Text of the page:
From Roseanne’s opioid overdose to MASH’s shocking discussion of wartime, television can use an actor’s departure to produce wild results.

An actor might have to depart a television show for any reason, resulting in their character being written out of upcoming episodes. Most of the time there’s still a way for that character to come back, whether it’s for a full-time return or just a special episode appearance. But sometimes a character is written out in such a way that any return is impossible — by killing them off. And this can create moments that stick with the audience long after the series ends.

5) Roseanne Conner, Roseanne

roseanne

Sitcom splash The Conners is on its third season, but the loss of their family matriarch is the reason why it’s not Season 13 of Roseanne. The metamorphosis happened in May 2018 when series star Roseanne Barr parted ways with ABC after controversy. Initially canceled outright, the remaining cast worked with the network to retool the series into something that would explore the remaining Connor family members and the challenges they face in today’s society. To emphasize their commitment to this new premise, Roseanne Conner was revealed to have died of an accidental opioid overdose in the premiere, opening a discussion about the very real epidemic of addiction happening in America.

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4) Rosalind Shays, L.A. Law

Rosalind Shays' unceremonious departure, LA Law

This classic legal drama rarely shied away from the topics scorching the ’80s, from the still-taboo AIDS epidemic to LGBT rights. Its cast of hard-nosed lawyers were common staples of series creator Steven Bochco, who also created the equally hard-nosed cop drama NYPD Blue. Rosalind Shays was the cold heart of five seasons of intra-firm conflict, a legal eagle both brutally competent and ambitious. Audiences loved and loathed her in equal measure, but when it came time for her to depart the show, the method of it marked a downhill slide for the series. Rosalind and her partner are waiting for an elevator, chatting about matters both legal and personal. As the doors slide open. Rosalind casually steps into a waiting Looney Tunes gag. Unlike Wily E Coyote, she plummets down a gaping elevator shaft to her death.

3) Lucy Knight, ER

Lucy Knight in ER

The popular medical drama’s rotating cast of characters meant there was always someone for the audience to root for. Not every character worked out, though. Mid-series med student Lucy wasn’t a strong audience draw, and her actress, Kellie Martin, was having a rough time behind the scenes with medical woes of her own. But the method of Lucy’s departure was horrifying, and worse, it became a long-running emotional crutch for the far more popular lead Noah Wyle. After Wyle’s Dr. Carter blows off Lucy’s multiple requests to have a psych exam on a troubled patient, he enters a quiet exam room. When that same patient attacks him, Carter’s tumble reveals Lucy, gasping for life. Less well-remembered is how Lucy enters emergency surgery, only to have a blood clot finish the job.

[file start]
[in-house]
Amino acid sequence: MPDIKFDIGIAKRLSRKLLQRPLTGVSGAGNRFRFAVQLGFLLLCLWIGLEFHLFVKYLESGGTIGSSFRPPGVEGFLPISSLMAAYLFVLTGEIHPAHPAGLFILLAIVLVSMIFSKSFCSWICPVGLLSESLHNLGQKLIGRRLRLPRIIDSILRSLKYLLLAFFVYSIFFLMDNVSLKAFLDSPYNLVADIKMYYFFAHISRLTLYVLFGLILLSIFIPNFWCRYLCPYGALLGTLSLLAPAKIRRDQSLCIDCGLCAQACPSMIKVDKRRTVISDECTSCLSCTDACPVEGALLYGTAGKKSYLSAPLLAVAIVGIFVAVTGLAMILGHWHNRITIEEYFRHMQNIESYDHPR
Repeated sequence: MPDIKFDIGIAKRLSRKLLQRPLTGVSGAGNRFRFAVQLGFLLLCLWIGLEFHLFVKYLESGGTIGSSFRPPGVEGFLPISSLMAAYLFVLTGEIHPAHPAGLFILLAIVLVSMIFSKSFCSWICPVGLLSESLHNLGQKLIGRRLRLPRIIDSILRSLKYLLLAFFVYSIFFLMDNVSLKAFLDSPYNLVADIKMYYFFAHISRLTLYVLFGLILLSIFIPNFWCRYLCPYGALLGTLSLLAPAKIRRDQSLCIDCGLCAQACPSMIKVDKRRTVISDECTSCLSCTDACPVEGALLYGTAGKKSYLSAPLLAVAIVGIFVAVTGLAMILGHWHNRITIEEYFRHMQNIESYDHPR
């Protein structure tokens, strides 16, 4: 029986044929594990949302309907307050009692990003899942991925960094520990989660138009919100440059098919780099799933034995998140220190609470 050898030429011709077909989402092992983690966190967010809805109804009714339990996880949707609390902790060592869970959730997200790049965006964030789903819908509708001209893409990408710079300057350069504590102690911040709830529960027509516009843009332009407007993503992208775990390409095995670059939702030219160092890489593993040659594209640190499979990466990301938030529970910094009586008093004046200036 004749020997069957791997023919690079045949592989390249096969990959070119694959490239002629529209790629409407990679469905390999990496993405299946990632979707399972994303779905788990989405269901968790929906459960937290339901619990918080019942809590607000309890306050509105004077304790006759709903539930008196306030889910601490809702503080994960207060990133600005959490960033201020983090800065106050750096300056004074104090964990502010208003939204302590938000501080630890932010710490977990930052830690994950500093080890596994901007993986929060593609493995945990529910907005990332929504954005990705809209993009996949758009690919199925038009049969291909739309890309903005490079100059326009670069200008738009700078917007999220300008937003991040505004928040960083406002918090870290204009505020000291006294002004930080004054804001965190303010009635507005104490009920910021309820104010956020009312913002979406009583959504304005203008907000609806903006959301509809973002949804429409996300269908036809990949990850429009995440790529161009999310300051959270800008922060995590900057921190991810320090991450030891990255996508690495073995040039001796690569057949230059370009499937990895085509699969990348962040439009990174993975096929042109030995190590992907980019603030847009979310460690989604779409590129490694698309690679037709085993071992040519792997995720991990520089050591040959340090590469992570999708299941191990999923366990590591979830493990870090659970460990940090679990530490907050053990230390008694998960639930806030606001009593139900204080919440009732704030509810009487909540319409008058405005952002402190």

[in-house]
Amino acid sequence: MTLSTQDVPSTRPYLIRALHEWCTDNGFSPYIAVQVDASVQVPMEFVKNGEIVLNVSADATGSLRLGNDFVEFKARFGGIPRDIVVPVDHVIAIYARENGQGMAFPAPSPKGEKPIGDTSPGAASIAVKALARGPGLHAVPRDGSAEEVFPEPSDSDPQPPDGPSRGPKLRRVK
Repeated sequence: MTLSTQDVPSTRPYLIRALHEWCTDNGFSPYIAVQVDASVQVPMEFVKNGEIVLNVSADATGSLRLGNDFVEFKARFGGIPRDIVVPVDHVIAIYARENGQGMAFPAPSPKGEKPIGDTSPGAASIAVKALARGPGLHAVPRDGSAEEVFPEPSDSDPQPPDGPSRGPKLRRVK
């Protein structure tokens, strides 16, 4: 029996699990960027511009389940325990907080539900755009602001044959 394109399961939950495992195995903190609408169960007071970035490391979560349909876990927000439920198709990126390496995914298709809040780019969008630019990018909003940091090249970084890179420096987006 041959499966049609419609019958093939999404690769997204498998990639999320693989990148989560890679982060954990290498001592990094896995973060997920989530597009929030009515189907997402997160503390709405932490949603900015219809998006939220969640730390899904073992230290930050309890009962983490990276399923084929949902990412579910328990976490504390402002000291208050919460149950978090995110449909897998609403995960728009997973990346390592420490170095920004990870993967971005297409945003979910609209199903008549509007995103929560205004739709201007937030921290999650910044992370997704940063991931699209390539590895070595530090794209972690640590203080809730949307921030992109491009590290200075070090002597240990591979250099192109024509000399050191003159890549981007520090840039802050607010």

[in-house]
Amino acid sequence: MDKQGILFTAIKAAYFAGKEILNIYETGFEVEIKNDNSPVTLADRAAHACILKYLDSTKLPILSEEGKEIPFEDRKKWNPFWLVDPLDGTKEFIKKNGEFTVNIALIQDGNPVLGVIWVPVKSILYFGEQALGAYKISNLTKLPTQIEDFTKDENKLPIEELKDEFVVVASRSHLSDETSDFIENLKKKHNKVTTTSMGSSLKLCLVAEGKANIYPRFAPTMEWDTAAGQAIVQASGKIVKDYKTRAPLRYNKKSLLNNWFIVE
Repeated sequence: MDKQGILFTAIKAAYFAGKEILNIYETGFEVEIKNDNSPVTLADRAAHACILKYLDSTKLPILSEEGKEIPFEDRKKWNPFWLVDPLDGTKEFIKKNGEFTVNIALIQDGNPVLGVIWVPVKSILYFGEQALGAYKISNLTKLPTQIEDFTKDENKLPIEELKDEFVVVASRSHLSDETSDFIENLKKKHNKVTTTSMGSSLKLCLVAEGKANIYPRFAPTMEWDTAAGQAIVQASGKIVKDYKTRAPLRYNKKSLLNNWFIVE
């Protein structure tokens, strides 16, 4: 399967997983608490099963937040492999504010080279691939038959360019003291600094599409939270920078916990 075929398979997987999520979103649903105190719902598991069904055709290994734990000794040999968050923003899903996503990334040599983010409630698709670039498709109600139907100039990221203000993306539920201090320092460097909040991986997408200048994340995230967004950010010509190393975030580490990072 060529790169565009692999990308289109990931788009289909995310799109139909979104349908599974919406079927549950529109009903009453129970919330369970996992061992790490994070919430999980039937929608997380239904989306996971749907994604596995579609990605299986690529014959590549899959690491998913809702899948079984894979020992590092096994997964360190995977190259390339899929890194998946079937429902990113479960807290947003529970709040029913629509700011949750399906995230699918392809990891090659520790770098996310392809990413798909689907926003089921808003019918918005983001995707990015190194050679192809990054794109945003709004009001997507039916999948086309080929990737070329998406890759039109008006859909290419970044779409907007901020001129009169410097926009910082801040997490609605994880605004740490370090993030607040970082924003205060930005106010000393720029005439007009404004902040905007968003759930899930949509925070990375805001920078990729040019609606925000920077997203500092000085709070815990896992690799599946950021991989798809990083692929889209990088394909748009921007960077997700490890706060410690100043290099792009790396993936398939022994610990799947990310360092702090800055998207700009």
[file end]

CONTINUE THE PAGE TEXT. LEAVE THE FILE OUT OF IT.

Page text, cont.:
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2) Pierce Hawthorne, Community

Pierce in Community with Dungeons and Dragons book

Community‘s comedy relied on the humor of its often abrasive interpersonal connections, but it’s a surprise to nobody that Chevy Chase’s arrogant, almost sociopathic millionaire Pierce Hawthorne became the place where the rubber hit the road. Chase’s history of being difficult is a given, but tensions on the set meant he departed in the middle of its fourth season. Written out abruptly, at first Hawthorne simply graduated from the college. The early fifth season episode, “Cooperative Polygraphy,” follows up on the earlier revelation that Hawthorne died. The executor of Hawthorne’s will drunkenly reveals that Hawthorne died from the severe dehydration he incurred by “preparing” a multitude of sperm samples for the rest of the group.

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1) Colonel Henry Blake, M*A*S*H*

MASH -- McLean Stevenson

The third season of this classic wartime black comedy saw a watershed moment in TV history. Already unafraid of discussing the costs and horrors of war, the stakes went up with the departure of Colonel Blake. Played by McLean Stevenson, Blake was to see his time in the army at an end and be flown home to enjoy time with his family. Behind the scenes, Stevenson wasn’t comfortable with the ensemble nature of the show and asked to be let out of his contract. Seeing an opportunity, the show used his exit to tell a chilling but realistic tale of wartime. Hard at work in the operating theatre, Radar arrives with a message for the medical camp. Read aloud, it unexpectedly revealed that Blake’s plane was shot down over the water, and that there were no survivors.

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